Manor’s Banner Distilling bottles up a wheat whiskey

Two locals launched Banner Distilling a few years in a small building in rural Manor with the goal of bottling up a Texas-made wheat whiskey. But it was only earlier this year that their dream was realized.

Although Banner co-founders Logan Simpson and Anthony Jimenez released a vodka first — because an unaged spirit is an easier way to bring in revenue early — they’ve finally gotten the whiskey on the market and have already seen it become award-winning.

Contributed by Banner Distilling Co. Banner Wheat Whiskey is aged in American white oak barrels and released in very limited batches.
Contributed by Banner Distilling Co. Banner Wheat Whiskey is aged in American white oak barrels and released in very limited batches.

Banner Distilling’s wheat whiskey recently took a silver medal at the New York International Spirits Competition. The spirit also earned a bronze medal at the San Francisco World Spirits Competition in the spring. They’re two gratifying wins for the Banner duo whose operation is so small that the whiskey is released at less than 150 bottles at a time, after aging five gallons at a time in American white oak barrels.

Simpson and Jimenez decided to play with wheat as the dominant grain in the whiskey, rather than the more commonly used corn or rye, because of their desire to keep ingredients as local as possible. Their distillery is located in an area where farmers told them, early on, that they’d be willing to grow whatever Banner needs.

“There are wheat fields all over the place here, so it just makes sense for us to do it,” Jimenez said during a visit to the distillery last year.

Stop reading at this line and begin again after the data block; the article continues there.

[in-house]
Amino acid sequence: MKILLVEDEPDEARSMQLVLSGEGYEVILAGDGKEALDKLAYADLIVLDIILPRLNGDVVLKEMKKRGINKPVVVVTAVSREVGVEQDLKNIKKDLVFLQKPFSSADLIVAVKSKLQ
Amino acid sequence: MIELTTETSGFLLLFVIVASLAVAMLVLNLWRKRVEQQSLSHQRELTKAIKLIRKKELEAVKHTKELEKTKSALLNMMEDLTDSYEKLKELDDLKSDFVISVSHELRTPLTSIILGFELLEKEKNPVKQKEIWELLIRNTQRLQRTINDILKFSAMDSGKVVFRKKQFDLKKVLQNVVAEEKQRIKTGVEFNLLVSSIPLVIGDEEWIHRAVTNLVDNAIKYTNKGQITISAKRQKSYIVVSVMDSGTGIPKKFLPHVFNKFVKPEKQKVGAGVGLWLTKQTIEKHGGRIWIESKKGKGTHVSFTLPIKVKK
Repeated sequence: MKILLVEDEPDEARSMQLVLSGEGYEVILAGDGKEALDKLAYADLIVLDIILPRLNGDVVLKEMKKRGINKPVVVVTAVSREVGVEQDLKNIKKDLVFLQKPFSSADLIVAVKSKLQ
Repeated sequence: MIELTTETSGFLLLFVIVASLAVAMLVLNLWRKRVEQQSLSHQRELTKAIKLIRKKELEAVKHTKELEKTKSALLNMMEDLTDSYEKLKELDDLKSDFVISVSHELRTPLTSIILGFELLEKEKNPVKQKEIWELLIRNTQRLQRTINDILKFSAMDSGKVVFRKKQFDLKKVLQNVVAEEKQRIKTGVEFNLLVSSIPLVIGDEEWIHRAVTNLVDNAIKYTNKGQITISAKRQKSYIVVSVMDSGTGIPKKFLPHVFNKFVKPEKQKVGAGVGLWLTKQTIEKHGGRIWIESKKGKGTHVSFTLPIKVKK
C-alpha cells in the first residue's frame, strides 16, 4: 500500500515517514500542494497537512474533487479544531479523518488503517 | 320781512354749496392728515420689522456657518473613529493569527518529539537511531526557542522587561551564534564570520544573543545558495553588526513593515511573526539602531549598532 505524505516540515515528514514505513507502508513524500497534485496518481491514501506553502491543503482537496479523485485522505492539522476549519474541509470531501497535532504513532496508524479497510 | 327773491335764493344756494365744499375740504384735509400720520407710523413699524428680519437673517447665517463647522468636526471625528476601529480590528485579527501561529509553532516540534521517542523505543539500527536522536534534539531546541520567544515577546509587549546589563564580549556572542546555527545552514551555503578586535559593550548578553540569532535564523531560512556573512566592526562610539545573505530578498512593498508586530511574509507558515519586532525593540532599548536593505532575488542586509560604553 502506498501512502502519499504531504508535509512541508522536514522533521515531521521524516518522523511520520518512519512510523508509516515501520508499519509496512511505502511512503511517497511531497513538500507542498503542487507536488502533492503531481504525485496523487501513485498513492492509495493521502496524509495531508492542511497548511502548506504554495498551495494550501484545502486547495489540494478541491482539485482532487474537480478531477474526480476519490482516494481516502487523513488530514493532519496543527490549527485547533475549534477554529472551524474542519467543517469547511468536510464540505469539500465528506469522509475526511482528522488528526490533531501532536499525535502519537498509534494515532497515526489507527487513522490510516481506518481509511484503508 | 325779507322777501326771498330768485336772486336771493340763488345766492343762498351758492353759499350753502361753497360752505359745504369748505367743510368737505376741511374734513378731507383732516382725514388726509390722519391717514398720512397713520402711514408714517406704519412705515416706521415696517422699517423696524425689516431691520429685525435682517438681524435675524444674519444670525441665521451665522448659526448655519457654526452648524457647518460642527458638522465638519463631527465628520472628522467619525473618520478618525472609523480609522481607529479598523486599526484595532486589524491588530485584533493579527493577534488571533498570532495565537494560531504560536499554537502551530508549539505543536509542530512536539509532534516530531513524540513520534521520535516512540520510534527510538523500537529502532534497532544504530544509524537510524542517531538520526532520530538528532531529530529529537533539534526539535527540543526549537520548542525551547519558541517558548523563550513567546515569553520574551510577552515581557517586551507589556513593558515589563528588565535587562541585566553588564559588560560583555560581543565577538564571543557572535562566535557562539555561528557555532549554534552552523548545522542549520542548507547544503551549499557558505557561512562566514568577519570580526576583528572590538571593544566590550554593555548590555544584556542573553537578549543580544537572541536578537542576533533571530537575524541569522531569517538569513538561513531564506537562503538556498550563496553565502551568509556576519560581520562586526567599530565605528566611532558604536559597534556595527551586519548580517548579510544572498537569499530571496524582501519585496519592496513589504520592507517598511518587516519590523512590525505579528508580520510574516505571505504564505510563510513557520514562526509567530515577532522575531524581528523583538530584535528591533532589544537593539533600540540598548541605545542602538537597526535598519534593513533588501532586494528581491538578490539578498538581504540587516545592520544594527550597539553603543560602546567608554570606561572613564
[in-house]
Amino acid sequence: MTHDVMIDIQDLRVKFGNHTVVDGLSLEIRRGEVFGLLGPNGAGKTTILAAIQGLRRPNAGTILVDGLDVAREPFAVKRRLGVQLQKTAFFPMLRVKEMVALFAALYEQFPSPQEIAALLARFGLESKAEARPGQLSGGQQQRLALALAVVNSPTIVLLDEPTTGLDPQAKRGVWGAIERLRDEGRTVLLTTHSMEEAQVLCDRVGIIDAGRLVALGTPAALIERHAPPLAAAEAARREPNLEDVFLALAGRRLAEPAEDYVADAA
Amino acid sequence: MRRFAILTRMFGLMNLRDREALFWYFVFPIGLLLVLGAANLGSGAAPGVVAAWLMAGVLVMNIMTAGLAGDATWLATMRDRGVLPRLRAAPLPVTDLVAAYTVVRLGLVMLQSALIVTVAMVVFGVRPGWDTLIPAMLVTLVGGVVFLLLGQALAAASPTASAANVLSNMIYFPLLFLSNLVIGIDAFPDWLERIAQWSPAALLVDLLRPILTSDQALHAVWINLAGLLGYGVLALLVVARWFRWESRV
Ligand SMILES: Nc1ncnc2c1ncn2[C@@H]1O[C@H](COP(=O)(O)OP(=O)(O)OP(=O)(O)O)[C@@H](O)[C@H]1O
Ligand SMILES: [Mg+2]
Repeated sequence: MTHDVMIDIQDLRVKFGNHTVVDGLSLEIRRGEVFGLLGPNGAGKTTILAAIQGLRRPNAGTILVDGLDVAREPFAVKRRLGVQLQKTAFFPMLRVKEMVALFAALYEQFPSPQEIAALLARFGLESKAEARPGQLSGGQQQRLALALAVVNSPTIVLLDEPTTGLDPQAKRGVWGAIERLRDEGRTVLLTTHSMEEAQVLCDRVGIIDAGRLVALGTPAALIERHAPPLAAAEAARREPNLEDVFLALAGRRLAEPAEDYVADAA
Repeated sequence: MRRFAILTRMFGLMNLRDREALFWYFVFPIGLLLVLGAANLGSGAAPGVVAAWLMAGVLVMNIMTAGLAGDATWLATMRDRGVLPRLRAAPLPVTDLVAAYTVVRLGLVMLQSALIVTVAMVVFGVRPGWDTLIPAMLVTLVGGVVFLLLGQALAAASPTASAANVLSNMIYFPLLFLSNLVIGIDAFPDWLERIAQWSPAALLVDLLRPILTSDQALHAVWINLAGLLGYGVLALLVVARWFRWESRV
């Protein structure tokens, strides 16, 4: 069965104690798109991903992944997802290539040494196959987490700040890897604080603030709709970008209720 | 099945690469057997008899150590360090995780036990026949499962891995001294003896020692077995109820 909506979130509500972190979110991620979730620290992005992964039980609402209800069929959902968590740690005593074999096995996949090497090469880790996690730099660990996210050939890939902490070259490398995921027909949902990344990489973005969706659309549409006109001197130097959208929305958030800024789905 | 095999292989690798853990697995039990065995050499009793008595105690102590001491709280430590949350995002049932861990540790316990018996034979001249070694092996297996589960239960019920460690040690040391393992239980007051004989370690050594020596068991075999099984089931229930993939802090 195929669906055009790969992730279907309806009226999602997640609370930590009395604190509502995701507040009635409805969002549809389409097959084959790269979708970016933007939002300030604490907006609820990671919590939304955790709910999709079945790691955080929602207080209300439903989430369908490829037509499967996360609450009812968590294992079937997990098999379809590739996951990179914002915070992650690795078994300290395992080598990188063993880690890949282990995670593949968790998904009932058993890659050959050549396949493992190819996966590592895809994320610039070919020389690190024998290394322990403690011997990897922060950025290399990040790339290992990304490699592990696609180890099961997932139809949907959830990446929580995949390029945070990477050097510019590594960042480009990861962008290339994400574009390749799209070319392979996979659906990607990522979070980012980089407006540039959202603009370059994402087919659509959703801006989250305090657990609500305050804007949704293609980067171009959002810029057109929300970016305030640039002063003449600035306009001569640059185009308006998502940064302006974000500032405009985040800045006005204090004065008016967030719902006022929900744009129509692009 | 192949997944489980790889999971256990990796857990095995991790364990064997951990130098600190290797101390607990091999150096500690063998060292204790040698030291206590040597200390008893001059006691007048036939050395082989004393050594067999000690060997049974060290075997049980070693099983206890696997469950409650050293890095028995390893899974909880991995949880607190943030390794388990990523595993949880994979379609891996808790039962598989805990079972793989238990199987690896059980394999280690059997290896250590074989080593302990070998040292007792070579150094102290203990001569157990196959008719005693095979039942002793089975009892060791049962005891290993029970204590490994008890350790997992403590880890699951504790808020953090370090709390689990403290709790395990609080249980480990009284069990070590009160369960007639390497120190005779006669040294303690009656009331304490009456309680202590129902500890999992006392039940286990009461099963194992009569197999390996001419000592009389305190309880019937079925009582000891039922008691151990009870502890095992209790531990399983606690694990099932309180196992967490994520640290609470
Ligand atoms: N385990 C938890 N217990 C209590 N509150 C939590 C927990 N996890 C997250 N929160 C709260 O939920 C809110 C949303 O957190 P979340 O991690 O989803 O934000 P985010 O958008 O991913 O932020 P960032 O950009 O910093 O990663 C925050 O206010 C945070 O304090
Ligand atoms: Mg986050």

In addition to winter wheat grown in nearby New Sweden, the 92-proof whiskey also features malted barley from Leander’s Blacklands Malt and rainwater harvested from Smithville’s Texas Rain. “We literally use Texas air, sun, soil and rain to make the whiskey,” Simpson said in a recent email. “We like to say it has Texas in the bottle, not just on it.”

The result is a complex aged spirit with notes of toasted cherry and black pepper. The wheat, Jimenez said in an email, is a flavor “impossible to mask. It’s (akin) to sipping on a glass of freshly baked bread with a sweet, peppery finish,” shining through and breathing new life into classic cocktails like Old Fashioneds or Manhattans.

Simpson noted that it’s only been getting better with each batch. “We anticipate gold next year,” he said.

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Author: Arianna Auber

Arianna Auber writes in-depth news about beer, wine and spirits for Liquid Austin and keeps readers in the know about fun local events with the Planner.

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